Subject 100-185 (2008)

Note: This is an archived Handbook entry from 2008.Search for this in the current handbookSearch for this in the current handbook

Credit Points: 12.500
Level: Undergraduate
Dates & Locations:

This subject has the following teaching availabilities in 2008:

Semester 1, - Taught on campus.
Pre-teaching Period Start not applicable
Teaching Period not applicable
Assessment Period End not applicable
Last date to Self-Enrol not applicable
Census Date not applicable
Last date to Withdraw without fail not applicable


Timetable can be viewed here. For information about these dates, click here.
Time Commitment: Contact Hours: Two 1-hour lectures and a 1-hour tutorial per week.
Total Time Commitment: 36 contact hours per semester; 30 hours of class preparation and reading per semester; 30 hours of assessment-related tasks per semester; 96 hours total time commitment per semester; 8 hours total time commitment per week.
Prerequisites: None
Corequisites: None
Recommended Background Knowledge: None
Non Allowed Subjects: None
Core Participation Requirements:

For the purposes of considering request for Reasonable Adjustments under the Disability Standards for Education (Cwth 2005), and Student Support and Engagement Policy, academic requirements for this subject are articulated in the Subject Overview, Learning Outcomes, Assessment and Generic Skills sections of this entry.

It is University policy to take all reasonable steps to minimise the impact of disability upon academic study, and reasonable adjustments will be made to enhance a student's participation in the University's programs. Students who feel their disability may impact on meeting the requirements of this subject are encouraged to discuss this matter with a Faculty Student Adviser and Student Equity and Disability Support:


Sean Scalmer
Subject Overview:

This subject offers a sustained analysis of the past, present, and future of democracy. First, it introduces students to the primary elements of democratic theory. Second, it traces the shifting place of democratic principles in political life from the ancient to the modern world. Third, it analyses the historical struggle to extend those principles in new directions. Finally, it identifies key tensions and possibilities in democratic practice over the coming years. The subject moves historically from the ancient world to possible futures and traverses a geography from Europe to Asia, the Americas and Africa. It examines the democratic struggles of the colonised, the working class, and women and ponders the current and possible future connections between democracy and the media, the environment, and the economy.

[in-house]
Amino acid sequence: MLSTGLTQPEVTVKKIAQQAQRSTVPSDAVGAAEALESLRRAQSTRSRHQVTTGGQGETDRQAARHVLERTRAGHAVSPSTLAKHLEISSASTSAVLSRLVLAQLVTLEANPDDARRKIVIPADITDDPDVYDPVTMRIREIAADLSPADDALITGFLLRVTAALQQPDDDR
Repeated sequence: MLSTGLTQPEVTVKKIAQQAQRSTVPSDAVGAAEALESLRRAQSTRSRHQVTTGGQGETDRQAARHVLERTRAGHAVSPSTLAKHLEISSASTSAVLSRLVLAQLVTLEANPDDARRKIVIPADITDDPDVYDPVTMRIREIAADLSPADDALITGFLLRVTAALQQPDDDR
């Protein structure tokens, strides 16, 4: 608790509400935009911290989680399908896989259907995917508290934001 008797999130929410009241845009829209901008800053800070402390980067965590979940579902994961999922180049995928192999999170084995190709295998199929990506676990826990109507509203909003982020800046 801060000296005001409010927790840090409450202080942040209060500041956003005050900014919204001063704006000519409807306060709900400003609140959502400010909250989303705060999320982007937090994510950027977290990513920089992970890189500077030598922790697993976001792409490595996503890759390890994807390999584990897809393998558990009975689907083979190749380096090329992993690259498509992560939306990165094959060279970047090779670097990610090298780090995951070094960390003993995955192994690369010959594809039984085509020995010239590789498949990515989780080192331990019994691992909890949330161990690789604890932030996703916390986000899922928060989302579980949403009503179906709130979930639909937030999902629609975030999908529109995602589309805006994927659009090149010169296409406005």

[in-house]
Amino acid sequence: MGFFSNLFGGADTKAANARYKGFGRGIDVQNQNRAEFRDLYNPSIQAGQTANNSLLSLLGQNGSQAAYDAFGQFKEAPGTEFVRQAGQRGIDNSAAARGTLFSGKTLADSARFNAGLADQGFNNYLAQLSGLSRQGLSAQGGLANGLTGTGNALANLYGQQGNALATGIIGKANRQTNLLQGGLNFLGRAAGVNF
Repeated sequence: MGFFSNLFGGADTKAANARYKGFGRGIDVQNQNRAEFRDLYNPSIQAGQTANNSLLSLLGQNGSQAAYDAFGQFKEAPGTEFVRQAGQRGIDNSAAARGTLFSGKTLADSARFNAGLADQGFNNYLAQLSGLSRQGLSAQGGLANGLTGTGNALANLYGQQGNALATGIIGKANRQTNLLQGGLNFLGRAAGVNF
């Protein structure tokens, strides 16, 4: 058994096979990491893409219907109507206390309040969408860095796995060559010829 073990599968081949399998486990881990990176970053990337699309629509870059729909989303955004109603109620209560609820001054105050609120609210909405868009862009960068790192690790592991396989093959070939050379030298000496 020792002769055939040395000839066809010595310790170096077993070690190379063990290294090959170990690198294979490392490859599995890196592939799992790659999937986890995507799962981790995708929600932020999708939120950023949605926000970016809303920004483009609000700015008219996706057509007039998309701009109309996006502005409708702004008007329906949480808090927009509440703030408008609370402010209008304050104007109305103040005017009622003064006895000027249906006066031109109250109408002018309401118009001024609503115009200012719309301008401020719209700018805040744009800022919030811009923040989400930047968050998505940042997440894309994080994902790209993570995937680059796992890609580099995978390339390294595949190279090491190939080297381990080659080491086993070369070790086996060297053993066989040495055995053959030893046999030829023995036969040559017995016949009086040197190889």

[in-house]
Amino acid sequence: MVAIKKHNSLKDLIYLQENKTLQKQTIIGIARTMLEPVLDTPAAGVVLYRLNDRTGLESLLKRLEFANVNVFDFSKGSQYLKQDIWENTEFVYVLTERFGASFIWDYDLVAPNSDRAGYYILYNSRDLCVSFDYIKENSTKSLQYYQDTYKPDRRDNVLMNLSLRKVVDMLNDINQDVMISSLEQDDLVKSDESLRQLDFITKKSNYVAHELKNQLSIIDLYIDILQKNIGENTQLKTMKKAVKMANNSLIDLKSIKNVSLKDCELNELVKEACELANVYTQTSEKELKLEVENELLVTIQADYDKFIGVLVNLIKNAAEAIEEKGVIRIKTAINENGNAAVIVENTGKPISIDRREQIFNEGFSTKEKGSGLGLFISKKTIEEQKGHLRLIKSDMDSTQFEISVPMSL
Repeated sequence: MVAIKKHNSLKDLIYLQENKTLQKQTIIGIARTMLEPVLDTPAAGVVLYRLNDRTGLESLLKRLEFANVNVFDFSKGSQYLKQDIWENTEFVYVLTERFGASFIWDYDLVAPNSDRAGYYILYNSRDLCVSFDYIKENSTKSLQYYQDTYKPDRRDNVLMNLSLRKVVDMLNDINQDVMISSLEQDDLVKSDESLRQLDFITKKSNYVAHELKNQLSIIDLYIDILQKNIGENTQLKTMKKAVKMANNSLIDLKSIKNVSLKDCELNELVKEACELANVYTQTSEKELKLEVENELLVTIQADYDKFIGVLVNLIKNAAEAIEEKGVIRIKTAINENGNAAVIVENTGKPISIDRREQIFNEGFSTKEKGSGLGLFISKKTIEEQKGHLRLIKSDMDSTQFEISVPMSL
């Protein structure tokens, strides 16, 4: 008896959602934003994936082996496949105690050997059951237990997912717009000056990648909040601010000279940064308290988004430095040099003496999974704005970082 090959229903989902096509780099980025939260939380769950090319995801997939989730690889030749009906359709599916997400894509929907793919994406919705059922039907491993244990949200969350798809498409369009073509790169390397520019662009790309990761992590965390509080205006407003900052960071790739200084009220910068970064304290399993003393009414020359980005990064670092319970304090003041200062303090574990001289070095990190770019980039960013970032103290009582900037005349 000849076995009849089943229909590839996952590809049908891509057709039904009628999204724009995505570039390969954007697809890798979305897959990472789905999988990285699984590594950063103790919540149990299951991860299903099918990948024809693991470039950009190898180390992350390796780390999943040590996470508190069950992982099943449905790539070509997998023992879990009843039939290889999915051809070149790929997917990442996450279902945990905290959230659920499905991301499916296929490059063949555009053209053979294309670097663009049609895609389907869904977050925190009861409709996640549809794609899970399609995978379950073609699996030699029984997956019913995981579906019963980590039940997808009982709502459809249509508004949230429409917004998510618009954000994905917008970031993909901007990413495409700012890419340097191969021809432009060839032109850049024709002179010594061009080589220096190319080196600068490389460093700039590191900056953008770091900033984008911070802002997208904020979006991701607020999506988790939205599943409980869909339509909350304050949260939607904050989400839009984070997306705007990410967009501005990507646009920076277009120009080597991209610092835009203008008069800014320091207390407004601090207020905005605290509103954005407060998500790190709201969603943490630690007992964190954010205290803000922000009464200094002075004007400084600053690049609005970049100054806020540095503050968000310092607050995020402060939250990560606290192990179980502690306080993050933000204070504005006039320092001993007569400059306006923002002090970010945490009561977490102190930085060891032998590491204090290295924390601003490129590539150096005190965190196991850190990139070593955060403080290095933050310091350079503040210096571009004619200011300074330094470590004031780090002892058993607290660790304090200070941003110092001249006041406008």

Subject Objectives

Students who complete this subject should:

  • be familiar with central debates in democratic theory;
  • be able to critically apply these theories to researching and understanding particular historical and contemporary cases;
  • recognise the diversity of political forms that claim adherence to ‘democratic' principles;
  • be able to identify the exclusions and limitations that underlie particular examples of democratic governance;
  • appreciate the historical conditions that might contribute to expanding or restricting the franchise, scope and authenticity of democratic rule.

Assessment: 1. A bibliographical exercise of 500 words (10%), due early in the semester;2. A research essay of 1500 words (40%), due late in the semester;3. A two-hour exam (worth 50%), in the examination period.Students must attend a minimum of nine tutorials, demonstrate familiarity with online resources, and participate in the Faculty of Arts online learning community in order to qualify to have their written work assessed.
Prescribed Texts: A subject reader will be available from the University bookshop and readings will be available online through the LMS.
Breadth Options:

This subject potentially can be taken as a breadth subject component for the following courses:

  • Bachelor of Biomedicine
  • Bachelor of Commerce
  • Bachelor of Environments
  • Bachelor of Music
  • Bachelor of Science
  • Bachelor of Engineering

You should visit learn more about breadth subjects and read the breadth requirements for your degree, and should discuss your choice with your student adviser, before deciding on your subjects.

Fees Information: Subject EFTSL, Level, Discipline & Census Date
Generic Skills: Students who complete this subject should:
  • understand a range of disciplines and methodologies appropriate to the texts, artefacts, theoretical structures and social practices with which they are concerned;
  • have developed a capacity for critical thought and analysis through the construction and articulation of lucid, logical arguments;
  • have developed oral and written skills through essay writing and tutorial participation;
  • have acquired the tools for independent and targeted research, using library and other information services;
  • have the ability to organise and manage their time through the planning of class assessments and the meeting of set due dates.
Notes: This is an Arts Faculty Interdisciplinary Foundation subject. BA students are required to complete two of these subjects during first year.

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